Is it paranoid to suspect that the clothes we encourage them to wear—the babyish pastels, the toddlerish track suits, the T-shirts appliquéed with nursery-school flowers and butterflies or silkscreened with darling kittens and puppies—are just another way of marginalizing them? A way to make them look irrelevant and unthreatening? A way to turn them into stereotypical sweet little old ladies who need not be reckoned with?
People dress the way they do for all sorts of reasons: to look rich, smart, sexy, thin, tough, arty, cool, hot, daring, cultivated, clued-in, glamorous. But what sort of weirdness explains a whole demographic dressed to look harmless?
The overt message of Mathieson’s new book is that moms can and should borrow their daughters’ “wardrobe secrets.” Which are not really all that secret. Wear clothes that fit. Wear dark colors to look taller, slimmer, more authoritative—with an occasional flash of bright color for energy. Skip anything too tight, too low-cut, too short, too see-through. Skip anything—like football player shoulder pads—that looks like a leftover from 20 years ago. Pay attention to proportion. Beware of volume: Never pair an “oversize” top with a billowy bottom.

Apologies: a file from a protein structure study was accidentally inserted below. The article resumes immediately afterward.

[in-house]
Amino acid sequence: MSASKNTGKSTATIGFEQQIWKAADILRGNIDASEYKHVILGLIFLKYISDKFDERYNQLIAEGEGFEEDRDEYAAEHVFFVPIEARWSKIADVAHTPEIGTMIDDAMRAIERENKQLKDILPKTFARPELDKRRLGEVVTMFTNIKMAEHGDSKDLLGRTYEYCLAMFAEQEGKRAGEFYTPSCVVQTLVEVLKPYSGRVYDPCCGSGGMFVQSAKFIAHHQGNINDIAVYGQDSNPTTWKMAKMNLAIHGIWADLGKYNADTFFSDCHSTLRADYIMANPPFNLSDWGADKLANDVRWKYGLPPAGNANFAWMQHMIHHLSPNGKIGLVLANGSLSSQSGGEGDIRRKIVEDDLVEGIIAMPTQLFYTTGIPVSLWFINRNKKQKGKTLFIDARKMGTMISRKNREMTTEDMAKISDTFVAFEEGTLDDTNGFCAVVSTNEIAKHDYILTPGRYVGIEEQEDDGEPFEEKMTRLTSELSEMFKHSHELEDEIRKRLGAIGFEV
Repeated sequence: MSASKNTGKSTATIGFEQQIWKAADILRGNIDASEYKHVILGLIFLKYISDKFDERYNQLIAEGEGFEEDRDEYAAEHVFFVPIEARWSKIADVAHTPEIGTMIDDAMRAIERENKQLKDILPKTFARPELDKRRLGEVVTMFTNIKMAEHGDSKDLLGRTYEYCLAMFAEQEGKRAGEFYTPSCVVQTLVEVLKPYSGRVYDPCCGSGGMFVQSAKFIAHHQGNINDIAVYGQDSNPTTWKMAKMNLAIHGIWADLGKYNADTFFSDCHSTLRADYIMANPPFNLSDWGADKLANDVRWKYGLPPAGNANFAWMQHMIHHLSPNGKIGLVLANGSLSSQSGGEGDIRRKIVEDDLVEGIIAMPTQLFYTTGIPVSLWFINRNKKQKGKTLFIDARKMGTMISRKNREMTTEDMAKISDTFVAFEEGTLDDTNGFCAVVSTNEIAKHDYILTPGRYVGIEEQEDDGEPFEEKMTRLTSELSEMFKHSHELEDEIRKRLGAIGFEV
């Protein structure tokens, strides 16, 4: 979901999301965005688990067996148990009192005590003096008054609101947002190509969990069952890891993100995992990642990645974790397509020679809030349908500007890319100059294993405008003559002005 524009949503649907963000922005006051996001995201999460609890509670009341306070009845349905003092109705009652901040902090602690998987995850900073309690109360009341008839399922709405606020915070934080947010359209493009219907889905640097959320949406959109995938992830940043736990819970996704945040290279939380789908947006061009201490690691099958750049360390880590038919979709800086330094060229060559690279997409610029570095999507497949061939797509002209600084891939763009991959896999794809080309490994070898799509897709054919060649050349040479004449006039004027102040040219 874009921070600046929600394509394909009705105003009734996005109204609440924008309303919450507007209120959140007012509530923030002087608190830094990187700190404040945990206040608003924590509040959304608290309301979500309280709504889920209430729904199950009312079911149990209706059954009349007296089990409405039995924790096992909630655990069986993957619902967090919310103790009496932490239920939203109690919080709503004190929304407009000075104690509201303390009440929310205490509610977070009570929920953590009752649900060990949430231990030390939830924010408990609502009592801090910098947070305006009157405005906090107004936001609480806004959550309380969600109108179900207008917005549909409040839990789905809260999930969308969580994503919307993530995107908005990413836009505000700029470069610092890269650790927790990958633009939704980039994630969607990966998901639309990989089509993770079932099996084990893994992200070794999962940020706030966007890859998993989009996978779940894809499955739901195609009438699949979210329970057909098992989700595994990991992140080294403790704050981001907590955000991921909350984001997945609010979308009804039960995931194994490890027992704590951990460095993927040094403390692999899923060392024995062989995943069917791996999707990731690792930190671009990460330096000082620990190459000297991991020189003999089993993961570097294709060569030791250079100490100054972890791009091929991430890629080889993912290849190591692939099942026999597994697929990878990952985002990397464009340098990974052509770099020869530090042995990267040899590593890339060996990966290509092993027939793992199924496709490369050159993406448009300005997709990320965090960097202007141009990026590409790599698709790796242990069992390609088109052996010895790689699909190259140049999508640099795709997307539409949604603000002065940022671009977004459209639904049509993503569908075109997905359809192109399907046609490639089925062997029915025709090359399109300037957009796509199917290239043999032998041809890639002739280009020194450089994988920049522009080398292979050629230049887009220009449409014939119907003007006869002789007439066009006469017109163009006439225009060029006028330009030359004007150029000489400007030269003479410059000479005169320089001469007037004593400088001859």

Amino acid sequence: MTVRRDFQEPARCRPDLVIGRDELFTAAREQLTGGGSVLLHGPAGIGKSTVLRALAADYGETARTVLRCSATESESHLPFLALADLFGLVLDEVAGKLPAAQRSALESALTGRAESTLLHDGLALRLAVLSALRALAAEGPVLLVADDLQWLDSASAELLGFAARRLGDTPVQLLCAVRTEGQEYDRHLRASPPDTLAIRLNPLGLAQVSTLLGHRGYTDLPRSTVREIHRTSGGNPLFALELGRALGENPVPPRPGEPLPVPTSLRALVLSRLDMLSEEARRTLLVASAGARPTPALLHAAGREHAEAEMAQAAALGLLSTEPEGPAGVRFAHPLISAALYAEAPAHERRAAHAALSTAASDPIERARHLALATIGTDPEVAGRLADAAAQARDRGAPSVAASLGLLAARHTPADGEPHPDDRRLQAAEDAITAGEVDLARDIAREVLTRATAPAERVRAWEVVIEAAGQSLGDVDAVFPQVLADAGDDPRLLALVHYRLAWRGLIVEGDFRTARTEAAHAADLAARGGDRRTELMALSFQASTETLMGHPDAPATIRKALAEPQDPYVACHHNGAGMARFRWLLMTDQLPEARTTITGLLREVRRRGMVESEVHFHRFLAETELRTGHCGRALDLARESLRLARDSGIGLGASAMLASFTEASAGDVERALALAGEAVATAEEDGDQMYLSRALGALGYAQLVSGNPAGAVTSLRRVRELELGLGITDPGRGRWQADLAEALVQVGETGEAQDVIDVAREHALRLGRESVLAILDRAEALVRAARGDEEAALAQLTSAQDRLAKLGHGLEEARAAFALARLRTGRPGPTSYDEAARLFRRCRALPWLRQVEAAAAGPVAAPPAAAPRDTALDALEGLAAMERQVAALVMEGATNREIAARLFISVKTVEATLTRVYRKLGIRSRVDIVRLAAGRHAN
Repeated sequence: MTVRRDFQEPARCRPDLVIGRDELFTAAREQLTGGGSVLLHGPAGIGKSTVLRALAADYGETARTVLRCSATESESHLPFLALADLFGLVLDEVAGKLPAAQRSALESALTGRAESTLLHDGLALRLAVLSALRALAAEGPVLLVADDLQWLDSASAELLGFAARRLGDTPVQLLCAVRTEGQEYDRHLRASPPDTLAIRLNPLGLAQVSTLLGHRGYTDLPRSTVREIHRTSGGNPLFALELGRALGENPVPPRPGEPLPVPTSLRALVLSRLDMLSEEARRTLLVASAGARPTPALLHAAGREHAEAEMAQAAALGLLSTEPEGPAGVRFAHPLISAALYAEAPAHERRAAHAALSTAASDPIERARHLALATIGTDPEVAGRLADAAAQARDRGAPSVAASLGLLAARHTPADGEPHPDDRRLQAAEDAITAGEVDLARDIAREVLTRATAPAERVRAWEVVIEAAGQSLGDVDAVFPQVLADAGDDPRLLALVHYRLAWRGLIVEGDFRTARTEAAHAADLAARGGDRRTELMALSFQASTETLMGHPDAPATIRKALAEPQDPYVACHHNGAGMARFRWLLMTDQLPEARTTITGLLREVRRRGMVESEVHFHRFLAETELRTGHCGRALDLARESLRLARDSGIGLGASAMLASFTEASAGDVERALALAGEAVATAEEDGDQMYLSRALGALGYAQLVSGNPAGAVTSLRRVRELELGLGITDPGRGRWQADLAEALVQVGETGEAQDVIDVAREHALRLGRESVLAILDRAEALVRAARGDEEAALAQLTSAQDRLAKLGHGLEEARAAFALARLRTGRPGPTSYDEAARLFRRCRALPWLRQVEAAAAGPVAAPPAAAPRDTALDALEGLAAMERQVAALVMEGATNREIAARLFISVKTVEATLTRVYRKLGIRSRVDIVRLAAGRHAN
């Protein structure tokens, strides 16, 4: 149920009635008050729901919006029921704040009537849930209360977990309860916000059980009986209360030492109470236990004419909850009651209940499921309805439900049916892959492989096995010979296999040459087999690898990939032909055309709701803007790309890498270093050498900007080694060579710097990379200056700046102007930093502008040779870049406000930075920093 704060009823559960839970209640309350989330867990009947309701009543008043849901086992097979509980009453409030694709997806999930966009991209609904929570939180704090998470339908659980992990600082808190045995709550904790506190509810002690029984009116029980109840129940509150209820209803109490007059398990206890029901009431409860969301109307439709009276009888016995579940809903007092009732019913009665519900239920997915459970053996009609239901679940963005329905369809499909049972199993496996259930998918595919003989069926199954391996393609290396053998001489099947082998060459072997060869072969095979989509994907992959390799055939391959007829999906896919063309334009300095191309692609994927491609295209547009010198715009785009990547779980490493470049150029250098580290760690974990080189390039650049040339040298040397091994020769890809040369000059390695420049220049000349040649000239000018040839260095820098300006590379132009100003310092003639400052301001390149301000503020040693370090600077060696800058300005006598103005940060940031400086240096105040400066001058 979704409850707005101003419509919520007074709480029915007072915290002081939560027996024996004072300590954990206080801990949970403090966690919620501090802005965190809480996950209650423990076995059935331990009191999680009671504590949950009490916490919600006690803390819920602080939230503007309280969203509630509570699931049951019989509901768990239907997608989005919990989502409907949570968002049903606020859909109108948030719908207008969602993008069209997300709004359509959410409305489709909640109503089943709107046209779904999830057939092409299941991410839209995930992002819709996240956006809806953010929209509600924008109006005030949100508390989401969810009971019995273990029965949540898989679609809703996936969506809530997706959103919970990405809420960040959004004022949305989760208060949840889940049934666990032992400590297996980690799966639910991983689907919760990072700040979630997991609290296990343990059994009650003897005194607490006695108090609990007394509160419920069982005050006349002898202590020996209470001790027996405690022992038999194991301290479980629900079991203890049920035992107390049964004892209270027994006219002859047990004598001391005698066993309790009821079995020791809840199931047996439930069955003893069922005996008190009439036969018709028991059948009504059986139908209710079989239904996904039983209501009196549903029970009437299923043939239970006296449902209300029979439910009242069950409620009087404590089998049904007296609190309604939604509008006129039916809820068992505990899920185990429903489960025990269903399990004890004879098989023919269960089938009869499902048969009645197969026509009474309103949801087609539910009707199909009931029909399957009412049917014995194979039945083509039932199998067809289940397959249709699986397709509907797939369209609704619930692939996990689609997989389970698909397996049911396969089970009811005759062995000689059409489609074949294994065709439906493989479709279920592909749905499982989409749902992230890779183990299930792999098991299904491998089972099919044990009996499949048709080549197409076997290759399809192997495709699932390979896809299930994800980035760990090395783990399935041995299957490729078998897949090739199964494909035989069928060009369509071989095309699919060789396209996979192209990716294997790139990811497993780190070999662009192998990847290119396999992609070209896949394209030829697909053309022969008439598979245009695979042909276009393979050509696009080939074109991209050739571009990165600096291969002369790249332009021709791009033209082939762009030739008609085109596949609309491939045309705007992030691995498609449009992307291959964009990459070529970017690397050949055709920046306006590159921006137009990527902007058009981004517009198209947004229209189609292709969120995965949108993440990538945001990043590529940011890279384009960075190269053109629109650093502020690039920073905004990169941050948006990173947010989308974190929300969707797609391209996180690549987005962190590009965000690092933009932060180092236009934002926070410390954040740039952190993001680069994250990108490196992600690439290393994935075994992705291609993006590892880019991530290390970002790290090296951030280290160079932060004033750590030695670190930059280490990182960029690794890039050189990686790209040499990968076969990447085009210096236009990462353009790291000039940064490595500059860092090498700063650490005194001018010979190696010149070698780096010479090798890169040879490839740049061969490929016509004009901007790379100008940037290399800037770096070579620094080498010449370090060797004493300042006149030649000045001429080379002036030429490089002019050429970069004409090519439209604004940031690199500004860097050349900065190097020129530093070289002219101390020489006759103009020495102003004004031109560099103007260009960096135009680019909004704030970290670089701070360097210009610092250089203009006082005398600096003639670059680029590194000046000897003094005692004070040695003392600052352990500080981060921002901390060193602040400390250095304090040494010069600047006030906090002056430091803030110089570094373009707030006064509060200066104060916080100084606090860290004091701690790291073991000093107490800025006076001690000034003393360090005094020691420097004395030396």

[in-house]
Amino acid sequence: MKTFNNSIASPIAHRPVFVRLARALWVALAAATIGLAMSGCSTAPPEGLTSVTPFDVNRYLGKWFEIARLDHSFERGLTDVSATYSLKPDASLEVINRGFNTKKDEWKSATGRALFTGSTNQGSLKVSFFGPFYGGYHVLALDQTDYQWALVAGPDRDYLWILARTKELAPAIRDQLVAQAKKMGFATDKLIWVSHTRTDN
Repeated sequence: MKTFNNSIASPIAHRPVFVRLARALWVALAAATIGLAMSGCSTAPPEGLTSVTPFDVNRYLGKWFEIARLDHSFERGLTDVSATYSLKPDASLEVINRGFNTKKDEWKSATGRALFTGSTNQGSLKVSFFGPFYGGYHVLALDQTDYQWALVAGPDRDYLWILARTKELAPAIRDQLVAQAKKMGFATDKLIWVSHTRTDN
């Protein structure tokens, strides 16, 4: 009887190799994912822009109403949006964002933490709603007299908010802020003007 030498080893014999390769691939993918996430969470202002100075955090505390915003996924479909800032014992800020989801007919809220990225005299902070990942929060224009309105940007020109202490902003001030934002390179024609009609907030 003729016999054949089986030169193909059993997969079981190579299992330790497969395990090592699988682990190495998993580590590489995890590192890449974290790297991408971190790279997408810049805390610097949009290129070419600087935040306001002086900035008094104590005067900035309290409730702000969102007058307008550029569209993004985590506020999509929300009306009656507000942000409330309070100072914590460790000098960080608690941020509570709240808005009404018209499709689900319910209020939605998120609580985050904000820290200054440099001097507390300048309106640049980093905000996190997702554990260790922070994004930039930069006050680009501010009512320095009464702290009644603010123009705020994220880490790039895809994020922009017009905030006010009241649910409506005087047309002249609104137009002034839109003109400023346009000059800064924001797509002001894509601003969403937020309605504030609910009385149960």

The subtext, if a what-to-wear book can have a subtext, is more radical: Dress like a grown-up—not like a baby, not like a toddler, not like a teenage sexpot, not like the hippie chick you were in the ’60s —and not like a crazy old lady in an eccentric hat. Dress like someone who matters, not like someone who can safely be ignored.
Reprinted courtesy of Patricia McLaughlin © 2009 Patricia McLaughlin
Patricia McLaughlin is a Philadelphia-based Universal Press Syndicate columnist writing on fashion and style trends. Her “RealStyle” column appears each Sunday in 100 newspapers across the United States and Canada.
Empty Nest: A Magazine for Mature Families
© 2009 Spring Mount Communications